Justice Rutledge concurred in the result, but declined to join the majority because they disregarded apportionment and the risk of multiple taxation. Id. at 260, 67 S. Ct. at 280 (Rutledge, J., concurring). He believed that Indiana had sufficient contacts with the taxpayer to justify the tax under the due process clause, id. at 271 n. 27, 67 S. Ct. at 287 n. 27, but that the tax was nevertheless invalid because the taxpayer was subject to the risk of multiple taxation since New York had "equally close and important" connections to the taxpayer. Id. at 272, 67 S. Ct. at 287.

In Nebeker, the Indiana Supreme Court addressed the question of whether an Indiana owner's sale of securities on margin through nonresident brokers constituted an interstate transaction exempt from taxation under the commerce clause. The court found that the only factual difference between Nebeker and Freeman was that the stock in Nebeker was sold on margin; therefore, Freeman was controlling and the tax was invalidated. Nebeker, 116 N.E.2d at 104. Nebeker was later affirmed by the Supreme Court on the authority of Freeman. Indiana Dep't of State Revenue v. Nebeker (1955), 348 U.S. 933, 75 S. Ct. 354, 99 L. Ed. 731.

The Supreme Court continued to adhere to the multiple tax doctrine, but not without *871 occasional reversion to the direct burden analysis revived in Freeman. In 1959, the Court observed that its collection of state tax cases left "much room for controversy and confusion and little in the way of precise guides to the States in the exercise of their indispensable power of taxation." Northwestern States Portland Cement Co. v. Minnesota (1959), 358 U.S. 450, 457, 79 S. Ct. 357, 362, 3 L. Ed. 2d 421. Accordingly, the Court put the direct burden analysis forever to rest when it held that a state could impose a fairly apportioned, nondiscriminatory tax on the net income of an out-of-state business engaged exclusively in interstate commerce. Id. at 464, 79 S. Ct. at 365. In so doing, the Court was compelled to distinguish Spector Motor Service, Inc. v. O'Connor (1951), 340 U.S. 602, 71 S. Ct. 508, 95 L. Ed. 573, because in Spector, the Court had invalidated a net income tax virtually identical to the one at issue in Northwestern. Spector, in turn, had relied on the reasoning of Freeman v. Hewit. The Court characterized the tax at issue in Northwestern as one on net income, while the tax at issue in Spector was characterized as one on the privilege of doing business. Northwestern, 358 U.S. at 463-64, 79 S. Ct. at 365. The only practical difference between the two were the words used by legislatures in the tax statutes.

In Complete Auto Transit v. Brady, the Supreme Court reconsidered Spector. In beginning its analysis of Spector, the Court reexamined Freeman v. Hewit, observing that in that case "a direct tax on interstate sales, even if fairly apportioned and nondiscriminatory, was held to be unconstitutional per se." Complete Auto, 430 U.S. at 280, 97 S. Ct. at 1080.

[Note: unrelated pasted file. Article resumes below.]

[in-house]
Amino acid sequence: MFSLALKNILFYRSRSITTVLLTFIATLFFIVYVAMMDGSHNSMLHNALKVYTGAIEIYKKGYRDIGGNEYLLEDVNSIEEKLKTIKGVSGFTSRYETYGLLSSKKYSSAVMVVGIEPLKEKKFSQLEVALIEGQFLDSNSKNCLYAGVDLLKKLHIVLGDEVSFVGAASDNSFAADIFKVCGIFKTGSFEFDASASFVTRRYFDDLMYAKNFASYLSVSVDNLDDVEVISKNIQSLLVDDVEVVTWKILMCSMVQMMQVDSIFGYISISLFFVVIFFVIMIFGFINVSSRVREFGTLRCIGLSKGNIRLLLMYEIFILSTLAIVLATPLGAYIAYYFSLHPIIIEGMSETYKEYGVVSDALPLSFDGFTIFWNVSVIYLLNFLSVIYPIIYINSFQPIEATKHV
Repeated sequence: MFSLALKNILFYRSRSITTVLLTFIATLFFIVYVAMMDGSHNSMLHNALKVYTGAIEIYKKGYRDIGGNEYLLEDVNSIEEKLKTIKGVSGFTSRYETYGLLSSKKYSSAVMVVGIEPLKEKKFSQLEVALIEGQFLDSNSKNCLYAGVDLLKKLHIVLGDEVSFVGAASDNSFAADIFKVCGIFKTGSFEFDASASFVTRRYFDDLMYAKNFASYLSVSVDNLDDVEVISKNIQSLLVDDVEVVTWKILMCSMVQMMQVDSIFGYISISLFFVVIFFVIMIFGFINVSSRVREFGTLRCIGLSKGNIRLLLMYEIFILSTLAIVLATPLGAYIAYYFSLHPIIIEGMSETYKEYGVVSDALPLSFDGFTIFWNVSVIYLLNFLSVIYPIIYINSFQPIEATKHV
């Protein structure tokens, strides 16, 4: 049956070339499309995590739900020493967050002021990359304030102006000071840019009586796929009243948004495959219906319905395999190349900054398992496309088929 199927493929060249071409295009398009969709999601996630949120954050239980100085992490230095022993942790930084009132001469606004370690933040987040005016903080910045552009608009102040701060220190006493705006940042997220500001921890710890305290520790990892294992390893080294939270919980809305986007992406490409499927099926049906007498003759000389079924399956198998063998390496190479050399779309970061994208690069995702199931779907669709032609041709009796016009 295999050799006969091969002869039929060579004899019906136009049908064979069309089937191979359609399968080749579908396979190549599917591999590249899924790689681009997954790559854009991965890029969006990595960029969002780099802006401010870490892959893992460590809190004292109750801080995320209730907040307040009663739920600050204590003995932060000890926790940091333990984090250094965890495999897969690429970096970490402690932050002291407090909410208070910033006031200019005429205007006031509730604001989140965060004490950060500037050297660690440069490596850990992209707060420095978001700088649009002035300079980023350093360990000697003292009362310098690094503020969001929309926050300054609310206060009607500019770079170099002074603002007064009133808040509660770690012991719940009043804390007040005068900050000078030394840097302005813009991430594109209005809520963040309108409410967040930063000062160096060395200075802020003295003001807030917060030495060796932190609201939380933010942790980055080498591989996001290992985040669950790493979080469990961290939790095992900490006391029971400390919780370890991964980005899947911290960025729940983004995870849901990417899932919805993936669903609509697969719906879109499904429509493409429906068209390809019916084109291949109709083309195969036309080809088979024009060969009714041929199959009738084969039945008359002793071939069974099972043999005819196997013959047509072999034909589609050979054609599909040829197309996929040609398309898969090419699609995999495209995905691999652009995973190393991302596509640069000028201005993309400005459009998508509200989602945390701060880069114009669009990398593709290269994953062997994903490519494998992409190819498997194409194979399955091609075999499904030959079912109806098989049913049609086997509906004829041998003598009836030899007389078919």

Summarizing Freeman, the Court pointed out that the decision had been viewed as "a triumph of formalism over substance." Id. at 281, 97 S. Ct. at 1080 (citing P. HARTMAN, STATE TAXATION OF INTERSTATE COMMERCE 200-04 (1953); Dunham, Gross Receipts Taxes on Interstate Transactions, 47 COLUM.L.REV. 211 (1947)). Although Freeman might have been "the keystone of a movement toward absolute immunity of interstate commerce from state taxation," the Court concluded that the vitality of Freeman had been sapped by subsequent decisions narrowing its rule to one of "draftsmanship and phraseology." Complete Auto, 430 U.S. at 281, 97 S. Ct. at 1080. Spector was deemed an aberration and was overruled. Id. at 289, 97 S. Ct. at 1084.

The Court noted Justice Rutledge's concurring opinion from Freeman with approval, but did not adopt it verbatim. Instead, the Court fashioned a similar test to examine the constitutionality of state taxes under the commerce clause: the tax must be sufficiently connected to the taxing state to justify the tax; it must be fairly related to benefits provided the taxpayer; it must not discriminate against interstate commerce, and; it must be fairly apportioned. Id. at 287, 97 S. Ct. at 1083.

An argument similar to Hoosier's was offered by Washington stevedores challenging the imposition of a business and occupation tax on the gross receipts from stevedoring activities. Relying on Puget Sound Stevedoring Co. v. State Tax Commission (1937), 302 U.S. 90, 58 S. Ct. 72, 82 L. Ed. 68, and Joseph v. Carter & Weekes Stevedoring Co. (1947), 330 U.S. 422, 67 S. Ct. 815, 91 L. Ed. 993, the stevedores were successful in persuading the Washington Supreme Court to strike down the tax. The United States Supreme Court reversed, holding that Puget Sound and Carter & Weekes were overruled to the extent that the reasoning therein was contrary to Complete Auto. Department of Revenue v. Association of Washington Stevedoring Cos. (1978), 435 U.S. 734, 98 S. Ct. 1388, 55 L. Ed. 2d 682. The Court also observed: